Anyone with half an eye on oilseed rape will know prices are sky-high and demand is as vibrant as ever, but which variety should growers choose? CPM looks at some of the most attractive varieties for growers this coming autumn.

Phoma is one of the most important diseases with widespread occurrence in OSR.

By Melanie Jenkins

After several years of supressed OSR planted area compared with previous heights, the extraordinary prices may be turning a few heads back in its direction. So what should they be considering for the coming season?

Variety choice is always a key part of being able to establish a crop and manage it through to harvest, says Beckii Gibbs of United Oilseeds.

To help with this big decision, Beckii gives a breakdown of some of her stand out varieties she thinks are worth considering for this autumn.

Conventional OSR

Of the conventional OSR varieties, Limagrain’s Acacia has proven itself on farm, according to Beckii. “With a 40% share of the conventional certified seed market and a 10% share of the overall OSR certified seed market, it’s a popular choice.”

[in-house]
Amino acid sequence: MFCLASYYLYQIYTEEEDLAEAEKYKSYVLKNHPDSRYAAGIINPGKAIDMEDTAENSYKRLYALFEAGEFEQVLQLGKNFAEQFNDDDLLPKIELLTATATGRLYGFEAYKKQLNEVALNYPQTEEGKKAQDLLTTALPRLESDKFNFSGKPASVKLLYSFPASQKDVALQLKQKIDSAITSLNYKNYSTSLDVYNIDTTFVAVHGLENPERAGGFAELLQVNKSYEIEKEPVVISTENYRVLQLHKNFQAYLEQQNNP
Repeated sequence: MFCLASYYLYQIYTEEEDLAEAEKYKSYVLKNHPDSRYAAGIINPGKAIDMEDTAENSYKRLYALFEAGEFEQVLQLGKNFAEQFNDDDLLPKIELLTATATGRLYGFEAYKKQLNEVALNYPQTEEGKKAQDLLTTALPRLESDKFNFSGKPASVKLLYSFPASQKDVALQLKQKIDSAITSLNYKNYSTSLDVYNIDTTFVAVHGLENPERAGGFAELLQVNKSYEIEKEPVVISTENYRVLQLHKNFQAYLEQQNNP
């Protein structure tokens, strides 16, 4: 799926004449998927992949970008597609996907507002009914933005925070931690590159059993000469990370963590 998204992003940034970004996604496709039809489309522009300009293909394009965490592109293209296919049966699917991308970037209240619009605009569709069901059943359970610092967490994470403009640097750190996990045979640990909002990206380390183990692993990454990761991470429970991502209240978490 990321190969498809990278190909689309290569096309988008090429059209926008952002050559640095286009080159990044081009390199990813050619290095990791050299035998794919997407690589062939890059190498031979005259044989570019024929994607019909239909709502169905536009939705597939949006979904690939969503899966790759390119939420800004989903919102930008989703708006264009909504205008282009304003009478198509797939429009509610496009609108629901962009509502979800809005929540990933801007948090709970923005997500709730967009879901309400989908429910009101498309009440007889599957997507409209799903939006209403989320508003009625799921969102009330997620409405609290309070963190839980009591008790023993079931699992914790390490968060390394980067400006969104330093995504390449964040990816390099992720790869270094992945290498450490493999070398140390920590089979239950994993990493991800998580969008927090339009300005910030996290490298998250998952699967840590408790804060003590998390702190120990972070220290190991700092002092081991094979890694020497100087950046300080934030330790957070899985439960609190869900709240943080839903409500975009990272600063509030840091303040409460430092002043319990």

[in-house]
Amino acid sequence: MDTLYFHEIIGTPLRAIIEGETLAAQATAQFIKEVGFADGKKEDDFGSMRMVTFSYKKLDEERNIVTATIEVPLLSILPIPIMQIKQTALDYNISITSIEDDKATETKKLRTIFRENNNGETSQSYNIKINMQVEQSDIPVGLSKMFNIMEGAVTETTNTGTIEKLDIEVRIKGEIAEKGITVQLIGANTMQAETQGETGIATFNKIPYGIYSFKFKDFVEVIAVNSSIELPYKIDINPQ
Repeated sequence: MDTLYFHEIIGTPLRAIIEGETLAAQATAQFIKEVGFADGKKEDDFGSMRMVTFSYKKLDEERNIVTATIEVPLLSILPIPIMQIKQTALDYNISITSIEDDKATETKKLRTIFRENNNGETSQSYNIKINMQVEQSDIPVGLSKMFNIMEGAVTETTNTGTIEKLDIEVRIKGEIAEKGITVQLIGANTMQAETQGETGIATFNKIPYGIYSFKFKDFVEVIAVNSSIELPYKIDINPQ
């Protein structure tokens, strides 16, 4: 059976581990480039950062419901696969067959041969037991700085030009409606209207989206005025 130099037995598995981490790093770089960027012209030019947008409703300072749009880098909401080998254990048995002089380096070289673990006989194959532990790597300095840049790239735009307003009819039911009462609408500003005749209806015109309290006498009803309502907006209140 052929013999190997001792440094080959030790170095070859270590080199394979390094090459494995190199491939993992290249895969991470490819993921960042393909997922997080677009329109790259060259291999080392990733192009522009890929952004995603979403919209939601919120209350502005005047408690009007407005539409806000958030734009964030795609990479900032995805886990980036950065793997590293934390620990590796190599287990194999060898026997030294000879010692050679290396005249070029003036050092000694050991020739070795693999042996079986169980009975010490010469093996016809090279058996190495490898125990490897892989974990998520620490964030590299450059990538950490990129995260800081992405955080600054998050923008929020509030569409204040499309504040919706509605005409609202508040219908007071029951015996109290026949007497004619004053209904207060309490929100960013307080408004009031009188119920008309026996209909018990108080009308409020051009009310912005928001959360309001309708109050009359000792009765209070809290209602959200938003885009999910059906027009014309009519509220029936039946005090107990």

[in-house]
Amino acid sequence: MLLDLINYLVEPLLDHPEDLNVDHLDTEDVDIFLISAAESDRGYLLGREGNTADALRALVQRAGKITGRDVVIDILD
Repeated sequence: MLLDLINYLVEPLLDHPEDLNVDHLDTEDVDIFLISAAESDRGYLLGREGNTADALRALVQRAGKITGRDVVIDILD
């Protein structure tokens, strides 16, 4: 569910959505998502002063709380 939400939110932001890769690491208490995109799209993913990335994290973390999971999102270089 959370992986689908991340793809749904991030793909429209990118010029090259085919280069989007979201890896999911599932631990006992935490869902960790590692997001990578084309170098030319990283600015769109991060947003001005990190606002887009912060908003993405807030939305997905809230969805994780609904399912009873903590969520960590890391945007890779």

Coming in as the number one conventional with the biggest gross output on the ADHB Recommended List at 104%, Acacia is also the top performer across the UK and in the East/West regions and boasts a high oil content of 45.3%, she says. “It’s averaged 103.5% gross output on farms over the past four years.”

Characteristically, it has a strong autumn and spring vigour and is a short, strong and durable variety, says Beckii. “It’s robust too, with a 9 rating for stem stiffness and an 8 for lodging resistance, this means it stands well for the combine at harvest.”

The next notable variety to consider for the coming autumn is a new addition to the RL and also comes from Limagrain. “Annika is a Turnip Yellows Virus (TuYV) resistant conventional that’s particularly well suited to the early drilling slot,” explains Beckii. “It has strong disease resistance, with a 6 rating for stem canker and a 7 for light leaf spot.”

It also boasts twin 8s for stem stiffness and lodging resistance, and is a shorter plant at 149cm, she says. “It offers high yield potential across all regions, with a gross output in the UK and East/West regions of 103% and a provisional 102% in the North. It also has a high oil content, which comes in at 45.2%.”

Hybrid OSR

Looking at the hybrid varieties, Aurelia stands out to Beckii. “Aurelia is a farmer friendly variety,” she says. “It’s the number one selling OSR variety of both conventionals and hybrids, with 13% of the overall UK OSR market and nearly a fifth (18%) of the UK certified hybrid seed market.”